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Pac-12 Football Recruiting Profiles: Washington State Cougars

Our Tour Around the Pac-12 Finally Makes Its Way Up to Washington

Washington State v Washington Photo by Otto Greule Jr/Getty Images

Welcome to a series in which I am profiling the recruiting trends and habits of each team in the Pac-12 conference over the past 5 seasons. That includes the 2014-2018 classes ending with the incoming freshmen for this upcoming season.

The data I used does not include every single offer and commit for every program but it does include the vast majority. The cuts I made were deliberate. To see more information about what specifically is in the data set and an explanation of any metrics I used, please check out this article here which has all of the information you could want and more.

You can also look at the previous editions profiling: Arizona, Arizona State, California, Stanford, Colorado, Utah, Oregon, Oregon State, UCLA, and USC. With that out of the way, let’s go in-depth with the Washington State Cougars.

Program Overview

Mike Leach was on the hot seat in 2014 after going just 3-9 in season number 3 (for already the 2nd time) in the Palouse . It looked like he was all but gone when the Cougars lost the 2015 opener against FCS Portland State. But Washington State rallied to win 9 games that year and have been an above average program since. The Cougars followed that season up with 8 and 9 wins in 2016 and 2017 respectively but have yet to break through with a Pac-12 north title or a victory against the Huskies since Chris Petersen took over.

General Recruiting Statistics

Average Offer: 3.37 stars, 0.882 composite rating (12th in conference)

Average Commit: 3.05 stars, 0.85 composite rating (11th in conference)

Average # of Offers: 163.4 (4th in conference)

Recruiting Style: Offers- Spray and Pray, Quality- Barrel Scraper

The Cougars hand out a lot of offers but they’re on the lower end of the worst offenders in the conference. In both 2015 and 2018 they gave out about 50 more offers than in the other 3 years so they aren’t very consistent in that regard. Washington State has missed out on their 200 most highly rated prospects over the last 5 years. You can essentially take the top 25% of their offers every year and immediately disqualify Wazzu from having a chance.

The average rating of their offers and commits are pretty consistent. They’ll give out about 30% of their offers to 4-star players and depending on the year maybe hit on one of two of the lower rated ones. Otherwise they work almost entirely within the ranks of the 3-star world.

Best Recruiting Win: Class of 2017, WR Jamire Calvin (sort of), 4 stars, 0.8923 composite rating.

“It’s funny, but the answer to this came in Mike Leach’s first month after getting hired when he flipped Gabe Marks from Houston. To this day, he’s still Leach’s highest-rated recruit (4-star, 0.9358 composite), and he lived up to every bit of the hype -- and then some. He not only produced on the field, obliterating school records while also setting conference ones; he also was a big part of changing the culture around the program into a winning one. Come to think of it, I guess that was six years ago, but whatever. If you want one that’s strictly in the last five years, flipping 4-star receiver Jamire Calvin from Nebraska was pretty great. He had a solid freshman year, but the jury’s obviously still out.”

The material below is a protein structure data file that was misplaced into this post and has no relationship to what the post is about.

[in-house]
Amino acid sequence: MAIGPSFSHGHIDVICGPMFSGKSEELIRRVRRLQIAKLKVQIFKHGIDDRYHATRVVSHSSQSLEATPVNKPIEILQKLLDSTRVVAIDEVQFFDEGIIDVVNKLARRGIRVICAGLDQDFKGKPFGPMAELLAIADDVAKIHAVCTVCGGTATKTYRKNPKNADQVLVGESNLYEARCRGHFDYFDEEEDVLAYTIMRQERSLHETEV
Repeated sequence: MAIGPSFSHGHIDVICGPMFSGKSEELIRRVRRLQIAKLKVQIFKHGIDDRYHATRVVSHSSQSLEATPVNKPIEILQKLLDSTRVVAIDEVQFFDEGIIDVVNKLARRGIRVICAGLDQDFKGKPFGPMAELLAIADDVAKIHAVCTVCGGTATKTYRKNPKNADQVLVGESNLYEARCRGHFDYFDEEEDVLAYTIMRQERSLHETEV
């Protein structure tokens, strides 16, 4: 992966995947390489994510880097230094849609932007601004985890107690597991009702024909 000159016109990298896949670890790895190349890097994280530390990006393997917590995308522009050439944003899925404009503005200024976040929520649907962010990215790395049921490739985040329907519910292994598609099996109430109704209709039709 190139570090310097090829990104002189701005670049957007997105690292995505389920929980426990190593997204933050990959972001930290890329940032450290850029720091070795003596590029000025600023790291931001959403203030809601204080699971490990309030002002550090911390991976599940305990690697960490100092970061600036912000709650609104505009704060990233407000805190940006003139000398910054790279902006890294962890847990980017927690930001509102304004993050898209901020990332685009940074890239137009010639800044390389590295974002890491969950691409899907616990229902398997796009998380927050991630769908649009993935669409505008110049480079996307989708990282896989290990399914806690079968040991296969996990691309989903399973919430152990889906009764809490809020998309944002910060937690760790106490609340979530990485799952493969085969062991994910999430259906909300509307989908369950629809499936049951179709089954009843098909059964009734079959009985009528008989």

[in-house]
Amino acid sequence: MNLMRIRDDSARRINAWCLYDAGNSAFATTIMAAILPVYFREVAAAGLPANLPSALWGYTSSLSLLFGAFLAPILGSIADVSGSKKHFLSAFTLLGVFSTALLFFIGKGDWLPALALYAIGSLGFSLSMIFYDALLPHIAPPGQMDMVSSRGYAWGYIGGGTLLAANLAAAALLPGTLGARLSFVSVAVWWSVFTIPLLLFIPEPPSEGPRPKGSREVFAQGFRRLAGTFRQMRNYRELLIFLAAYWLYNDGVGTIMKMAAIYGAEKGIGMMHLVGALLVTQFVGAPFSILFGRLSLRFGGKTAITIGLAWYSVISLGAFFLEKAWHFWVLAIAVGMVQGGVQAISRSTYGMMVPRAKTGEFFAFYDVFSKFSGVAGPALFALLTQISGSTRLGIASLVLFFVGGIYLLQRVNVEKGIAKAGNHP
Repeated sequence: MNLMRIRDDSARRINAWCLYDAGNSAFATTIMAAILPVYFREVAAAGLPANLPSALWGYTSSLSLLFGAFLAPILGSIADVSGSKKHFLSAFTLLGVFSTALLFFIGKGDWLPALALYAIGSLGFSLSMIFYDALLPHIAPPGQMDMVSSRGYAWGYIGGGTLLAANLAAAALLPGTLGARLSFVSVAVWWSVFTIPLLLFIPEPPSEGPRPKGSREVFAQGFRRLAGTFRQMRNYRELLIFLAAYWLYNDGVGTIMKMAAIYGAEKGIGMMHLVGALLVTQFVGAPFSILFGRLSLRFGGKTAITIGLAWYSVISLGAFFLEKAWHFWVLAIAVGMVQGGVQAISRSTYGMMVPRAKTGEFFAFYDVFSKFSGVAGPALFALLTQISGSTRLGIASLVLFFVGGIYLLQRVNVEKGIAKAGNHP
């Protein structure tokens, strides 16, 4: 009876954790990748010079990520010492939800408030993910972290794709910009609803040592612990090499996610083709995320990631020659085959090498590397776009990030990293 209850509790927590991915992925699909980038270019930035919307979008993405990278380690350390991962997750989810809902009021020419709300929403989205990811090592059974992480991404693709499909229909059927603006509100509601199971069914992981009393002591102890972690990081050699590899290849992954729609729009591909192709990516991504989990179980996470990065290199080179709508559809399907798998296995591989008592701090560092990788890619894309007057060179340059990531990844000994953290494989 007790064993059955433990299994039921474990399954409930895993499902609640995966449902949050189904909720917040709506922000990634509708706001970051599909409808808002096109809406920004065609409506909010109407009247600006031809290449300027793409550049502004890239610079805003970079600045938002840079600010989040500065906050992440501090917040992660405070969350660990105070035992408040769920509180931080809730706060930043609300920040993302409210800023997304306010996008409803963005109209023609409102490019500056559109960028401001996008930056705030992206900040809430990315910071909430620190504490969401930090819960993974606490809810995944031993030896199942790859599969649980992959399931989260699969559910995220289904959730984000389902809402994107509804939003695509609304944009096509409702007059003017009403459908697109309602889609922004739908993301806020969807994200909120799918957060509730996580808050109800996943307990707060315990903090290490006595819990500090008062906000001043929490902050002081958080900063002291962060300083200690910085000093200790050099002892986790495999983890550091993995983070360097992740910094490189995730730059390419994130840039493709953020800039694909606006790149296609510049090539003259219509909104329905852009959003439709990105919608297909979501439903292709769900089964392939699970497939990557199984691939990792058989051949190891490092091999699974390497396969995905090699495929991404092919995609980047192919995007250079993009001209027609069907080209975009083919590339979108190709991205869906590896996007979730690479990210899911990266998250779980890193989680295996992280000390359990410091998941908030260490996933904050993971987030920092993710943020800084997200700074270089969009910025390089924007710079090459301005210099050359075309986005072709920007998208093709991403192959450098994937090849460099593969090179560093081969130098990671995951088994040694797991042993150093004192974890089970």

-Jeff Nusser, CougCenter

Worst Recruiting Loss: Class of 2015, WR Deontay Burnett, 4 stars, 0.8584 composite rating.

“This one is another receiver: Deontay Burnett. A lot of people don’t realize he was committed to WSU up until signing day, then flipped to USC thanks to a bizarre and little-used recruiting strategy called blueshirting -- that’s where a player doesn’t sign with anyone, shows up on campus of a school in the fall as an “unrecruited player” (according to the NCAA’s definition), and is awarded a scholarship. The Cougs were incredibly high on him, and it became obvious why as he turned into USC’s best receiver.”

-Jeff Nusser, CougCenter

Recruiting Map Profile

WSU Offers 2014-2018

The Cougars really focus their efforts on California as almost half of their offers go out to players in that state. It’s the highest percentage of any school in the conference which is somewhat surprising since, you know, they’re not even in California. Consequently, they have less of a footprint in Texas than a lot of Pac-12 schools and about an average presence in the Southeast. Unsurprisingly, they also have a heavy presence in their home state of Washington although they give out a lower percentage of their offers in state than cross-state rival UW.

Highest Success States

Washington: +8.2%, California: +7.34%, Colorado: +1.96%

It’s unclear whether or not it’s a good thing that their highest success rate is as low as it is. It means they’re pretty efficient with their recruiting resources but don’t have one state in particular with a much greater appeal. Their best advantage comes in Washington where they get a little better than 25% of the players they offer. Despite offering so many players in California they still score well there as 56% of the roster comes from Cali. It’s not listed above but props to the Cougars for being one of only 2 schools (Utah) with a positive success rate in Florida.